The purpose of the summit was positive, Welborn and Cizik said.
The potential for future conflict between religious groups needs to be addressed, Cizik said. "But I don't think you can achieve that objective by excluding those who should be included, notably evangelicals, nor by calls against proselytizing," he said.
The week after the Aug. 28-31 meeting, the Vatican released a 36-page directive targeting religious pluralism and pronouncing salvation from sin is available only through the Roman Catholic Church, according to The Post. The statement says not only other religions but Protestant churches have weaknesses that endanger the eternal destiny of their members, The Post reported.
In addition to Christianity, other religious movements represented at the summit included Judaism, Islam, Buddhism, Hinduism, Ba'hai, Confucianism, Shinto, Taoism and Zoroastrianism.
In his speech at the U.N. General Assembly Hall, Turner, who helped fund the summit, called for cooperation among cultures and religions in order to achieve peace. At one time, he was going to be a Christian missionary but Turner said he changed his mind about the faith of his childhood after studying other religions.
"What disturbed me is that my religious Christian sect was very intolerant -- not intolerant of religious freedom for other people, but we thought that we were the only ones going to heaven," Turner said, according to his prepared remarks. "It just confused the devil out of me, because I said heaven is going to be a mighty empty place with nobody else there. So I was pretty confused and turned off by it. I said it just can't be right."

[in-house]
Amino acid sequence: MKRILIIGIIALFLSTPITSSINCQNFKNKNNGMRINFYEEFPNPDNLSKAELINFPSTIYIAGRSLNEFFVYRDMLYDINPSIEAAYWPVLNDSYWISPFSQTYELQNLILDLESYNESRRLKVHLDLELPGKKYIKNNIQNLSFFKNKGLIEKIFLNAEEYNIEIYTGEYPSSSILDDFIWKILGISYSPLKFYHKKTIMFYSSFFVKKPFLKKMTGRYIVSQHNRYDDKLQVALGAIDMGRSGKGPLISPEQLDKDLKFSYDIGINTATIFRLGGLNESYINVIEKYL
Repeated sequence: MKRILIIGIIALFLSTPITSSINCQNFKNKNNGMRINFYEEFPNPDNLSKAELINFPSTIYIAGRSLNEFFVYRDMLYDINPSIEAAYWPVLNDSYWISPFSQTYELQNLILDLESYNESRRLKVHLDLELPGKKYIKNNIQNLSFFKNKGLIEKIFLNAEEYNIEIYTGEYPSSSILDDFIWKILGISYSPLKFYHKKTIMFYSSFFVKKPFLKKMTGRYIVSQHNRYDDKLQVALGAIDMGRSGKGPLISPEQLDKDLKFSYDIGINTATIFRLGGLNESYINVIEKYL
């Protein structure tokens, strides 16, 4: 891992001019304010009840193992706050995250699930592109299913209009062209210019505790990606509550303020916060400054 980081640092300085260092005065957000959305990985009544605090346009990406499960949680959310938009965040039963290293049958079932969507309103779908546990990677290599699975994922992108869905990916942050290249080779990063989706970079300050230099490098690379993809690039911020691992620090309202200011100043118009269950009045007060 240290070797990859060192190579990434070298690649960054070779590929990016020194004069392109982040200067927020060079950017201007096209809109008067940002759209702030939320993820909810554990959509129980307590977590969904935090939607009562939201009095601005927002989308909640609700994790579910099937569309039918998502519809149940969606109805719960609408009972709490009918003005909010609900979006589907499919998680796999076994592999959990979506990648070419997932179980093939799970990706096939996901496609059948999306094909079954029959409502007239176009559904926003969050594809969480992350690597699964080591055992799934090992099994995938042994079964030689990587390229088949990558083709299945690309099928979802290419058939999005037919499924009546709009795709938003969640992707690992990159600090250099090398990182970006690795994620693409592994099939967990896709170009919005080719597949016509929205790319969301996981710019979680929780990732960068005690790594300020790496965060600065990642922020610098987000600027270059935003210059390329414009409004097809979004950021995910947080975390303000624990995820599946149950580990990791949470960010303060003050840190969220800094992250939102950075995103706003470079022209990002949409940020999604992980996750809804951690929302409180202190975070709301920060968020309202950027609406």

After studying other cultures, Turner adopted a view outside biblical teaching. "Instead of all these different gods, I thought maybe there's one God who manifests himself and reveals himself in different ways to different people," he said.
The document on peace circulated among religious leaders included a commitment to pursue peace in collaboration with the United Nations, as well as:
-- the promotion of "the equitable distribution of wealth within nations and among nations;"
-- a call for the "universal abolition of nuclear weapons and other weapons of mass destruction;"
-- the development of a "global reforestation campaign."
One of the criticisms leveled at the summit before it even began was for its rebuff of the Dalai Lama, the Tibetan Buddhist leader and Nobel Peace Prize winner. The Dalai Lama, who was exiled from Tibet following the country's takeover by Chinese communists more than 40 years ago, originally did not receive an invitation to the summit after it was made clear the Beijing government opposed his participation. Later, he was issued an invitation to speak on the final day, which was not held in the General Assembly Hall, but he declined it. The first two days of the meeting were held in the U.N. hall, but the final two days were at a New York hotel.
The summit, as well as another U.N. meeting, has resulted in concern among at least some conservative Christians about progress toward a one-world government. The U.N. Millennium Summit of leaders from more than 150 countries began Sept. 6. Among proposals to be considered are a worldwide tax system, as well as establishment of an international court and a full-time international security force.
Baptist Press, Used with Permission.